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Resources to improve spelling and grammar?
January 31, 2013 4:43 PM   Subscribe

What resources would you recommend for an adult who is a native English speaker who nonetheless struggles with grammar and spelling? I'm asking on the behalf of my boyfriend, who dropped out of middle school, and is also dyslexic. He asked if I had a book or website to recommend, but most of what I could find is geared towards kids or people learning English as a second language. He already feels insecure about all this, so recommending an ESL book seems really patronizing. He even acts sheepish asking me about grammar or how to spell something, so something he can pursue on his own would be ideal (even though I'm happy to help and don't judge him whatsoever).
posted by anonymous to Education (14 answers total) 13 users marked this as a favorite
 
What about Purdue OWL's Online Writing Lab? There are practices for some of the most common English challenges: grammar, spelling, punctuation etc.

It's totally approachable, geared for adults, and not at all patronizing.
posted by divined by radio at 4:49 PM on January 31, 2013 [3 favorites]


Perhaps he could look at Eats, Shoots and Leaves, by Lynne Truss. You'll probably want to preview it for him, though, as it may come across as snarky to him. I'm not really sure.
posted by Capri at 4:53 PM on January 31, 2013


This company has a workbook for adults. Strunk and White ("The Elements of Style") also has concise explanations of grammar and punctuation. Good luck!
posted by Ollie at 5:03 PM on January 31, 2013 [1 favorite]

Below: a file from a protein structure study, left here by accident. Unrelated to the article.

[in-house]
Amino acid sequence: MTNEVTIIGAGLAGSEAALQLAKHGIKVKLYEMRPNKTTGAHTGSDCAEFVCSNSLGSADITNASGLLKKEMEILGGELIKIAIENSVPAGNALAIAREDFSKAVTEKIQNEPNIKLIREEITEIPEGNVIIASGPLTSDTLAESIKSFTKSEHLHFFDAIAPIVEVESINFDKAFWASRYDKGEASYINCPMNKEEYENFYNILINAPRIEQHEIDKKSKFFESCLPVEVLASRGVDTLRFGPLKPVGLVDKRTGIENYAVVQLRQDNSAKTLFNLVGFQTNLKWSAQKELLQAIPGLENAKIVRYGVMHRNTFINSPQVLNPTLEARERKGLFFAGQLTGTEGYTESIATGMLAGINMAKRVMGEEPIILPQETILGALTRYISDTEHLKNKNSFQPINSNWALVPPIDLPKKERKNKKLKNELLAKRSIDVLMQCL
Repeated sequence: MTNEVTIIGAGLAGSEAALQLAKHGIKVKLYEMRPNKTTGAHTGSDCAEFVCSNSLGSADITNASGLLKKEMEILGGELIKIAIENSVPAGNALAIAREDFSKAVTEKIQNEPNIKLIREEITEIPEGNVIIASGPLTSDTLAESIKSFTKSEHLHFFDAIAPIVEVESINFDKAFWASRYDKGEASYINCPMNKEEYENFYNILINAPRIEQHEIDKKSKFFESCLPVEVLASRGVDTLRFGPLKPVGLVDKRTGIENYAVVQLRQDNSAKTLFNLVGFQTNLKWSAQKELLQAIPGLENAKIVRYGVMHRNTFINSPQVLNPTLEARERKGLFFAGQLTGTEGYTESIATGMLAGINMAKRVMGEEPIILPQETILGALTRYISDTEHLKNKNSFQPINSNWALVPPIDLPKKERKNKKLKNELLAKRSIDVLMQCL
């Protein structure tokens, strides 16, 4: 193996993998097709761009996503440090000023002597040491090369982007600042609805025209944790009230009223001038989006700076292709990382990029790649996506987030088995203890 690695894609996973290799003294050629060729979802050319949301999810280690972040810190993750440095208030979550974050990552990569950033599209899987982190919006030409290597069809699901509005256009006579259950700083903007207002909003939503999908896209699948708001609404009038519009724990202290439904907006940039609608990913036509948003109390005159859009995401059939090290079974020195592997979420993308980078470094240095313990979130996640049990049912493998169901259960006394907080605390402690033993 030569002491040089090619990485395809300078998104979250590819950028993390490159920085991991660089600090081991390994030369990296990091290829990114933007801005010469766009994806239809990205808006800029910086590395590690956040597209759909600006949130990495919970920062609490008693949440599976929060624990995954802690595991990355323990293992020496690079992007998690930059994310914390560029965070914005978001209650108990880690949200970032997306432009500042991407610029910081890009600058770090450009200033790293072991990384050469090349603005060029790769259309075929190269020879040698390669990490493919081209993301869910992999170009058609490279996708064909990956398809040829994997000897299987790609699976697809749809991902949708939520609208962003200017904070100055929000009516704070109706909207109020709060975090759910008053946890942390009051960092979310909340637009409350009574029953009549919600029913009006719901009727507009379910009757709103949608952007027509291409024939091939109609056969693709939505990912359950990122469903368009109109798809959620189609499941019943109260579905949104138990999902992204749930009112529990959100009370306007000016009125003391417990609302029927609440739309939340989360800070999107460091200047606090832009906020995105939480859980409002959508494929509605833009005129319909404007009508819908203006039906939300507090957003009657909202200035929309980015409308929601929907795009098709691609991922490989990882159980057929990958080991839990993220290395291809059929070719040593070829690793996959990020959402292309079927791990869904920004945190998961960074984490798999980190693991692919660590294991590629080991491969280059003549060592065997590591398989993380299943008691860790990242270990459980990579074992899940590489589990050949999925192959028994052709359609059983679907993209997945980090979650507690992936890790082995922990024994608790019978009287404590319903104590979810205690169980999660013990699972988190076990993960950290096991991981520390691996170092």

He might like The Transitive Vampire, which is both fun and useful and won't feel like a text book.

I also had a high school English teacher who had us work from Word Power Made Easy as SAT prep and I still find that book useful
posted by brookeb at 5:05 PM on January 31, 2013


IAACE (I am a copy editor). The problem with some grammar books (like Eats, Shoots and Leaves) is that they devolve into holier-than-thou rants. Not only is this not instructive (whether to use the serial comma or not is a matter of preference; there is no universal rule), but it can make people who worry about grammar and spelling feel even more self-conscious. The problem with Strunk and White is that they are often just plain wrong, most famously about the passive voice, and E.B. White's writing violated his own "rules."

I would recommend that he read books and magazines that are meticulously copy-edited, like the New Yorker, and avoid unedited works like blogs and Facebook unless it's for purposes of testing himself. ("Is that really how that's spelled? Let me look that up...") This will improve his spidey sense.
posted by payoto at 5:15 PM on January 31, 2013 [8 favorites]


The Elements of Style by Strunk and White. A great, classic book (sometimes unfairly maligned by people who don't know what they're talking about).

Woe Is I: The Grammarphobe's Guide to Better English in Plain English by Patricia O'Connor

The Transitive Vampire by Karen Elizabeth Gordon

Style: The Basics of Clarity and Grace by Joseph Williams and Gregory G. Colomb. There are various editions of this with slightly different titles; some are by Williams alone.
posted by John Cohen at 5:42 PM on January 31, 2013 [1 favorite]


'Practical English Usage', by Michael Swan.

I taught ESL to adults for years, and this is the ESL bible for teachers - as in, it's aimed at adult native speakers. It is awesome. Nothing patronizing, just a kind of dictionary of correct grammar and vocab usage. I have a degree in English and I refer to mine regularly, even since I stopped teaching.
posted by Salamander at 5:42 PM on January 31, 2013